Outside the White House and other optimists-by-interest bastions this is not news. Yet it has taken time for the dismal indicators (Exhibit 1) to erode the wall of confidence banks and their cheerleaders must, by definition, maintain: Mr Paulson, US Secretary of the Treasury, is now visibly shifting tone in his recent calls to finance houses to "pro-actively" raise capital in order to buttress balance sheets.

Exhibit 1: Dismal Matrix

And there sits the main problem. The yield curve looks great thanks to frenzied Fed action; but one has to go back to February1982 and the savings and loans crisis to find a wider Aaa vs US 10 year constant maturity spread than what was recorded last month. The next most recent 'wideness' episode was in November 1970 during the Penn Central Railroad failure (Daddy of Northern Rock, if you like, but dealt with far better).

Now there are shades of both eras - plus expensive energy. Same old stories, different twist.

How bad will the pain be? Cannot say but previous drops in the S&P500 (not all of them recession related) offer a very broad indication of what fright can do.

Exhibit 2: Prior SPX frights


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HAL: I know you and Frank were planning to disconnect me, and I'm afraid that's something I cannot allow to happen.

Dave Bowman: Where the hell'd you get that idea, HAL?

HAL: Dave, although you took thorough precautions in the pod against my hearing you, I could see your lips move.
2001 – A Space Odyssey


A philosophical restart to posts is in order.

Many find refuge in the belief that much of the practice of successful investment remains an art, or more of an art, rather than a science. Yet from the moment the ancient Greeks first began insisting on proofs and explanations mathematics has, albeit at tectonic pace, been eroding the romance of the hunch wherever it may be.

In 1997 Gary Kasparov lost to Deep Blue having previously declared a computer would never defeat him. Now he endorses chess playing software. Yet his strong pre-Kaparov Chessmate™ sentiment was based largely on the notion that a computer cannot filter out the noise from core strategic considerations, something the human mind excels at.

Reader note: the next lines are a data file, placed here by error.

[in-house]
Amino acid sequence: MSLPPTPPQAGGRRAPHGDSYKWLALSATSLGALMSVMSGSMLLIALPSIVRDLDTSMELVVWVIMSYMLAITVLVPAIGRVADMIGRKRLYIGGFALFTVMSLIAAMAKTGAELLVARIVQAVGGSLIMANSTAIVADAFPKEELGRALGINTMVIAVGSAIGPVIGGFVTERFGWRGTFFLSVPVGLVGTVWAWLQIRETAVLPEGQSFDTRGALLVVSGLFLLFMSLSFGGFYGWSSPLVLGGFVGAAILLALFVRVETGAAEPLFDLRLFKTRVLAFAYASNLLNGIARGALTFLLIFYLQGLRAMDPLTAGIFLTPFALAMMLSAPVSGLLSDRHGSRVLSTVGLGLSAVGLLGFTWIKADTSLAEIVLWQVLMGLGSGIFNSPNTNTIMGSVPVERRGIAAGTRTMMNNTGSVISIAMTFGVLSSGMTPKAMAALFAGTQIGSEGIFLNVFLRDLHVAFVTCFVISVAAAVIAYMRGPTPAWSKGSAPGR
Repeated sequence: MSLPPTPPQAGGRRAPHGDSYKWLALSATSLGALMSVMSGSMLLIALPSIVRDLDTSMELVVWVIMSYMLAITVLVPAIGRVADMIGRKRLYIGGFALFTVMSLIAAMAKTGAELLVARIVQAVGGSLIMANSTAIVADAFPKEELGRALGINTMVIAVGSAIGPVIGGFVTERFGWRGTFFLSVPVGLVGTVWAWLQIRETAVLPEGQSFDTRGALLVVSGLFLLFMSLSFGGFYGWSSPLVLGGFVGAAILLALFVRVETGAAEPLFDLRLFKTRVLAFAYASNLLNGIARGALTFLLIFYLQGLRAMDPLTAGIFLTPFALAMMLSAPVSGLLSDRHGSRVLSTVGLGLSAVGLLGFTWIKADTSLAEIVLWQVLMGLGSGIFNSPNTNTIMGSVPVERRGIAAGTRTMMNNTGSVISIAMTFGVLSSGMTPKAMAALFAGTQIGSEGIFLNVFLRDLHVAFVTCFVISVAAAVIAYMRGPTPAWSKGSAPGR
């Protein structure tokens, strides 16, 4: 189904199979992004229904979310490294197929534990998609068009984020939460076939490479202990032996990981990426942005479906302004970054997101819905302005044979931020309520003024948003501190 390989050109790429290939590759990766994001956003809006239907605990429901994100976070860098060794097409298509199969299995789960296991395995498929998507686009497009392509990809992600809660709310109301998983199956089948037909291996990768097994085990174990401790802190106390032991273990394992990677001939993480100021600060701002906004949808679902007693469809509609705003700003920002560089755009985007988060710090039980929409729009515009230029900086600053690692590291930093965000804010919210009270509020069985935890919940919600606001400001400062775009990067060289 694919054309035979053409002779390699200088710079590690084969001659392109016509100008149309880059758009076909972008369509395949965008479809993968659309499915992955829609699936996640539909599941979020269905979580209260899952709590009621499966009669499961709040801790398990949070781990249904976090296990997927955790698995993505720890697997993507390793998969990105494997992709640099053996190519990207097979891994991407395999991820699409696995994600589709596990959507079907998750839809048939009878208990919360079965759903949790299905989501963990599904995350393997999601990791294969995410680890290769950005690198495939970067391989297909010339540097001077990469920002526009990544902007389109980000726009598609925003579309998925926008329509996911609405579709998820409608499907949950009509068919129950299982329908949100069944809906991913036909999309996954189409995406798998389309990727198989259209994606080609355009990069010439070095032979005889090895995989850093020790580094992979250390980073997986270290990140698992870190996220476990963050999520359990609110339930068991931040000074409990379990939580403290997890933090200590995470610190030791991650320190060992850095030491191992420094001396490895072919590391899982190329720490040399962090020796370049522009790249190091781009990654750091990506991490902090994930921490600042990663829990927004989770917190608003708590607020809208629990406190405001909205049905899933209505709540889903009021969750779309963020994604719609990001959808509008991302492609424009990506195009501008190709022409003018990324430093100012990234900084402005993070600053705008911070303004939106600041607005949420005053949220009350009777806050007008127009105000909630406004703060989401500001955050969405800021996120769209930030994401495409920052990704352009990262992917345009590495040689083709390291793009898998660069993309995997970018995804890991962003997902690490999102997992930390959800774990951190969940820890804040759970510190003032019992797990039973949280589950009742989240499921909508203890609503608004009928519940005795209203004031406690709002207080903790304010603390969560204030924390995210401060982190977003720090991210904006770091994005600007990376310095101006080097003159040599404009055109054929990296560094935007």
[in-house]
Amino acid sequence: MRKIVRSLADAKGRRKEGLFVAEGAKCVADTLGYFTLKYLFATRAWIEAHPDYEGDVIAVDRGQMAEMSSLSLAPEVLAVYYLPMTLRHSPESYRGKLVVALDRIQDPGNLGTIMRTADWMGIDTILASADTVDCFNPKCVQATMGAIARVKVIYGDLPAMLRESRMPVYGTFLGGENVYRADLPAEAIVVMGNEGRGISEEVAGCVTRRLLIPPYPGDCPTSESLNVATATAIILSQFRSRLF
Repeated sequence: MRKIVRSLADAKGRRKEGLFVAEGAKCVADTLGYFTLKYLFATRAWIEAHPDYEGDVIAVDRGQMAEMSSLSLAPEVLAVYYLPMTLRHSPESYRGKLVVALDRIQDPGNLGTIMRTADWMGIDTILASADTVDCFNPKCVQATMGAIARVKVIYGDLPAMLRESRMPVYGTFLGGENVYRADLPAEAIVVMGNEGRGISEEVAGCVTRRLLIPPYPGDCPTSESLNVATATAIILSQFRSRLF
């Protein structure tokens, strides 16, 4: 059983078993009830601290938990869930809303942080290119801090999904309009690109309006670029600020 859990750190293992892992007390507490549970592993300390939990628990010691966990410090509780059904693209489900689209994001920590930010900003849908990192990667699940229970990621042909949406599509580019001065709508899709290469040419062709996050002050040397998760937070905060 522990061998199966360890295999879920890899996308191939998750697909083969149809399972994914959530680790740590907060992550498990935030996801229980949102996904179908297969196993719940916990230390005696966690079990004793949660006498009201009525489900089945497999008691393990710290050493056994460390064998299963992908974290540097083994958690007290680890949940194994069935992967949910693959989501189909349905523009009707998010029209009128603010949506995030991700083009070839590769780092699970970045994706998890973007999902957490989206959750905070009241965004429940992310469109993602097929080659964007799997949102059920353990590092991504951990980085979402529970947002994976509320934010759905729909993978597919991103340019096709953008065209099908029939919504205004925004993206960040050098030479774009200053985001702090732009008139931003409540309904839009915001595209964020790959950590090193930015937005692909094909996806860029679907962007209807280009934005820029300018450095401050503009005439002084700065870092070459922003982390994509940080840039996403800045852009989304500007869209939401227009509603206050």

But even this gift of evolution can be brilliantly modelled – as, the quants have shown, can much of investing. So long as data relationships can be determined it is mainly a question of uncovering the variables and the rules governing their interaction.

Of course, readers may have noticed that shit happens to financial quants too. And the stink often is from non-linear relationships. But these too can eventually be successfully modelled: à la Deep Blue it is a question of time, resources and an enduring spirit of scepticism. Bottom line, there is art in math also.

Still, in order to frame the scale of the challenge of modelling chaotic systems, ask the meteorologists about the resources required to produce a weather prediction reliable over more than 3 days.

Thus, until Steve Jobs starts selling iPhone-sized non integrity-challenged HALs, investors face an infinite series of short run episodes joined up into a longer version. And it tends to be those moments between the episodes when the educated and informed hunch, allayed to the available data, saves or makes the serious bonus money.

In practical terms, copying the ancients and asking ‘why’ not ‘what’ serves well. As Socrates, Brazilian football great and a doctor of both medicine and philosophy, noted, the model might look true but that is not the same as its being true.

OK, it was the other Socrates. But try finding his backheels on Youtube.

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Sometimes a good guest vent goes a long way:

HSBC:
HSBC received a thumbs up from the city despite posting staggering write-downs in the US and in particular at it’s disastrous foray into the trailer trash credit card and loans business with Household. At the time of the deal it was obvious that this business was dog and that the deal was concoction of the ludicrously titled “investment” banks. Those of us with some sense and no corporate ego could see that the business was a disaster waiting to happen particularly when the business admitted obvious failings, viz: